Should a Pregnant Cat be Spayed?

Spaying a pregnant cat and aborting, thereby killing, her unborn kittens is a hotly photodebated topic in many circles. Is it ethical? Does this killing really help reduce killing? Proponents don’t like having to take lives of unborn kittens, but their position is based on pragmatic reasoning. Opponents do not like the taking of lives under any circumstances, whether born or unborn, and feel the “rationalizations” of proponents are just excuses (See the article The Great Abortion Non-Debate).

Some argue that there are already more animals than there are homes for them and bringing new kittens into the world will mean the death of cats or kittens already born and in shelters. Others answer this by saying that “with 17 million Americans looking for three million available shelter animals,” this argument doesn’t hold water. The problem does remain that shelters and rescues become overloaded while trying to make the connections with those families and the animals ready for adoption.

Rainbow babies 3As an organization, MeoowzResQ’s philosophy is that we will not knowingly and intentionally abort a pregnant female except on the recommendation of our veterinarian for health reasons. That being said, we never know early in a pregnancy and have female cats spayed almost immediately upon receiving them if they meet the age or size requirements. Our veterinarians know that if it is discovered during surgery that the cat is pregnant, they are to continue with the spay. If a cat is obviously pregnant and close to term, we do not spay and abort.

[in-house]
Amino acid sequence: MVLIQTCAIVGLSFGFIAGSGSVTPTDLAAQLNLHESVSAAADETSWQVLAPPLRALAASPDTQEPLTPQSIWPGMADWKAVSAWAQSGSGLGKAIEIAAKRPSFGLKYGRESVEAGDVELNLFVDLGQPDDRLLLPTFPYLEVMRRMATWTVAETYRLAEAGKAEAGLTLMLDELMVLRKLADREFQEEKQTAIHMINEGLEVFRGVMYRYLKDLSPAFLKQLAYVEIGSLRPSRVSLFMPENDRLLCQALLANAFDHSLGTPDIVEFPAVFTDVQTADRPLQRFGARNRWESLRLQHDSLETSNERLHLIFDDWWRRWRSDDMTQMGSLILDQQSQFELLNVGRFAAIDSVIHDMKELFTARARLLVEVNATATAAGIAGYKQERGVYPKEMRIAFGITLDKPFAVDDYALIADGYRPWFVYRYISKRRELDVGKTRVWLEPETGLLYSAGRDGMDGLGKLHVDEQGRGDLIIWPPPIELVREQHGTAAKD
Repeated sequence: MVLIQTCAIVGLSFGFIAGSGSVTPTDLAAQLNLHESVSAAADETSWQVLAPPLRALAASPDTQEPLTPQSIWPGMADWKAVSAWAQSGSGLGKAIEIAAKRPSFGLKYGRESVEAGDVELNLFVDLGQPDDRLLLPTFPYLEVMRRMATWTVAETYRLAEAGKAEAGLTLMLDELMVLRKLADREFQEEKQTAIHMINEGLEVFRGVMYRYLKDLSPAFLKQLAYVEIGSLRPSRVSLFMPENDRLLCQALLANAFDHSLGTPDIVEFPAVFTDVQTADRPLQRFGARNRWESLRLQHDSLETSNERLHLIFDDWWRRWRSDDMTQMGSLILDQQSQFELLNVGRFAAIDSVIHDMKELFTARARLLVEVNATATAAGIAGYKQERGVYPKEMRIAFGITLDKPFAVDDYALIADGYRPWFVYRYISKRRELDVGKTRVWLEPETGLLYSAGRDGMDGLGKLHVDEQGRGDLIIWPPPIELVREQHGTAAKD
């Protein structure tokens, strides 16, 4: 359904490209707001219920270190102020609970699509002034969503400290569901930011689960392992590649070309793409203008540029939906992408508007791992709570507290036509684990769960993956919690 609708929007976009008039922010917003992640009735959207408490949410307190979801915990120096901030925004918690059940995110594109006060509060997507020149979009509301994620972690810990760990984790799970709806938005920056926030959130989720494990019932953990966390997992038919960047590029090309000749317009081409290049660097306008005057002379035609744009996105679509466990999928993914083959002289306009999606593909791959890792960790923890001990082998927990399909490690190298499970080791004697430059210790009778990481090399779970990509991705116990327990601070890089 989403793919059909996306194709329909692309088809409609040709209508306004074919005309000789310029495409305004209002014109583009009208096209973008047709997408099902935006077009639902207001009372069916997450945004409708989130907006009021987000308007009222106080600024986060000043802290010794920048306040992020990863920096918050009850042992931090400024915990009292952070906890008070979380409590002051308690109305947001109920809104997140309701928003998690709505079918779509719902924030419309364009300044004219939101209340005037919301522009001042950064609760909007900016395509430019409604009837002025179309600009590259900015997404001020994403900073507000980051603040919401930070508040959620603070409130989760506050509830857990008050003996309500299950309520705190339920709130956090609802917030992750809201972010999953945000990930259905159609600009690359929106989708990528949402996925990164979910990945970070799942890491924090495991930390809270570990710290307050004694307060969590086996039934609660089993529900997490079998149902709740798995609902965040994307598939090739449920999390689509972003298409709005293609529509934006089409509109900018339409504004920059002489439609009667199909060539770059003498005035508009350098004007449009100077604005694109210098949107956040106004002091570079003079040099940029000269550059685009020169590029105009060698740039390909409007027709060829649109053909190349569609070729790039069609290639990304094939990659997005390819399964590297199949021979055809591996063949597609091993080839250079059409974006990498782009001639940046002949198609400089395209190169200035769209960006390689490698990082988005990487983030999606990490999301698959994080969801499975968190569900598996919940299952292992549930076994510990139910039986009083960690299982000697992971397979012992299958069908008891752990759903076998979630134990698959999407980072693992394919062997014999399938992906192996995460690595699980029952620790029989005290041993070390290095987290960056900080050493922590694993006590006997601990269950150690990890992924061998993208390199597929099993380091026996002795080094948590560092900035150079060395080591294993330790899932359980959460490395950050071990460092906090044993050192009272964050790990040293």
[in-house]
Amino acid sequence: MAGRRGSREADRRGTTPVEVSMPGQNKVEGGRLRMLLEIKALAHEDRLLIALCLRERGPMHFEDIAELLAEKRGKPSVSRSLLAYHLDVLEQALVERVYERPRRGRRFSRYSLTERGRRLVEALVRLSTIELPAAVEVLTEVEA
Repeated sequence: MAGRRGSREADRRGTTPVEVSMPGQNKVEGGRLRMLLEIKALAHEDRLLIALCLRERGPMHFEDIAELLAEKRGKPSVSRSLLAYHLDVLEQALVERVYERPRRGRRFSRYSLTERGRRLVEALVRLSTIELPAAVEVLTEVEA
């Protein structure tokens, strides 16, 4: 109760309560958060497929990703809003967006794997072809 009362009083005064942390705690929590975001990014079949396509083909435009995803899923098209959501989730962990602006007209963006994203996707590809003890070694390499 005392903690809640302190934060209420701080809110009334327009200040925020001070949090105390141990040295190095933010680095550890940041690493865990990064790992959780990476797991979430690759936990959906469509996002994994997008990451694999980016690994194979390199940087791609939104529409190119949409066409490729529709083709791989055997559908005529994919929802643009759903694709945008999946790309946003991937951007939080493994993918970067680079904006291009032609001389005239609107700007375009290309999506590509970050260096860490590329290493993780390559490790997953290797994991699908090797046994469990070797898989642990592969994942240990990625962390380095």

After interviewing personnel at several shelters, they all seem to have similar policies. If a cat is early in her pregnancy or sick, they will spay and abort. If the cat is near full term and healthy, they will let her have the kittens and try to get a rescue to take or, if they have a foster system, send them home with one of their own fosters.

Our goal is to rescue and save lives and, for us, killing unborn kittens is not accomplishing this goal. There is no short-term solution to this issue. The answer lies in responsible pet ownership. Pet owners need to be educated about spaying and neutering before spaying a pregnant cat becomes an issue. In the meantime, we choose to continue to save lives.

Spay/neuter education is part of our mission as well as spaying and neutering all of our cats and kittens prior to adoption. To find a low-cost program near you, search the ASPCA Low-Cost Spay/Neuter Provider Database by simply entering your zip code.

Please feel free to comment, but remember, this is our policy and philosophy, not our dictate for anyone else.0spay

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